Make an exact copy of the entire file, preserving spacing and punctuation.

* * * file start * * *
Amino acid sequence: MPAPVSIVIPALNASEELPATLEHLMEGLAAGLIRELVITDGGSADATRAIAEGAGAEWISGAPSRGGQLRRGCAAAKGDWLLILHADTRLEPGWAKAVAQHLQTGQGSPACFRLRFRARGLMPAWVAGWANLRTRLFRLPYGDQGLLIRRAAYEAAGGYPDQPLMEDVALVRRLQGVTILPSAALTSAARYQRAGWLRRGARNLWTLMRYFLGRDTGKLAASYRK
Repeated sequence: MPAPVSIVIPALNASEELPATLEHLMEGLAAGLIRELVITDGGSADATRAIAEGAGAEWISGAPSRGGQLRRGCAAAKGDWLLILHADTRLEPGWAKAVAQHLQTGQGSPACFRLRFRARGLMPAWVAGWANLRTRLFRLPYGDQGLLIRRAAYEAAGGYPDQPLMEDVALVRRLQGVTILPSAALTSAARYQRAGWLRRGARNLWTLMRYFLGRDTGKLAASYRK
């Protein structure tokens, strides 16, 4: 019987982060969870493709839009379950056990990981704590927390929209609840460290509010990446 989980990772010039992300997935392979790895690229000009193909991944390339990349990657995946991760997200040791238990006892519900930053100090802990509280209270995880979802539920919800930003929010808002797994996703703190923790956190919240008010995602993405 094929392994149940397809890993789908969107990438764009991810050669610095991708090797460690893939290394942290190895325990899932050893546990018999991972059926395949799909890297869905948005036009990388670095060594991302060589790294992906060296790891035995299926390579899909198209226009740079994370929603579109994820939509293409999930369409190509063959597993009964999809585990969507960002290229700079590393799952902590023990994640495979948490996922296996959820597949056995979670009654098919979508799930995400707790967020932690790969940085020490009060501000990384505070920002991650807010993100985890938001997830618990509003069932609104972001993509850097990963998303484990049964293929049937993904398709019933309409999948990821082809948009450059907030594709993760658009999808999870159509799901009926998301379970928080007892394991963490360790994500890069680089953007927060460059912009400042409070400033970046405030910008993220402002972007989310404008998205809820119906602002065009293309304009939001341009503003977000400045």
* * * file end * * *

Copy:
Amino acid sequence: MPAPVSIVIPALNASEELPATLEHLMEGLAAGLIRELVITDGGSADATRAIAEGAGAEWISGAPSRGGQLRRGCAAAKGDWLLILHADTRLEPGWAKAVAQHLQTGQGSPACFRLRFRARGLMPAWVAGWANLRTRLFRLPYGDQGLLIRRAAYEAAGGYPDQPLMEDVALVRRLQGVTILPSAALTSAARYQRAGWLRRGARNLWTLMRYFLGRDTGKLAASYRK
Repeated sequence: MPAPVSIVIPALNASEELPATLEHLMEGLAAGLIRELVITDGGSADATRAIAEGAGAEWISGAPSRGGQLRRGCAAAKGDWLLILHADTRLEPGWAKAVAQHLQTGQGSPACFRLRFRARGLMPAWVAGWANLRTRLFRLPYGDQGLLIRRAAYEAAGGYPDQPLMEDVALVRRLQGVTILPSAALTSAARYQRAGWLRRGARNLWTLMRYFLGRDTGKLAASYRK
């Protein structure tokens, strides 16, 4: 019987982060969870493709839009379950056990990981704590927390929209609840460290509010990446 989980990772010039992300997935392979790895690229000009193909991944390339990349990657995946991760997200040791238990006892519900930053100090802990509280209270995880979802539920919800930003929010808002797994996703703190923790956190919240008010995602993405 094929392994149940397809890993789908969107990438764009991810050669610095991708090797460690893939290394942290190895325990899932050893546990018999991972059926395949799909890297869905948005036009990388670095060594991302060589790294992906060296790891035995299926390579899909198209226009740079994370929603579109994820939509293409999930369409190509063959597993009964999809585990969507960002290229700079590393799952902590023990994640495979948490996922296996959820597949056995979670009654098919979508799930995400707790967020932690790969940085020490009060501000990384505070920002991650807010993100985890938001997830618990509003069932609104972001993509850097990963998303484990049964293929049937993904398709019933309409999948990821082809948009450059907030594709993760658009999808999870159509799901009926998301379970928080007892394991963490360790994500890069680089953007927060460059912009400042409070400033970046405030910008993220402002972007989310404008998205809820119906602002065009293309304009939001341009503003977000400045």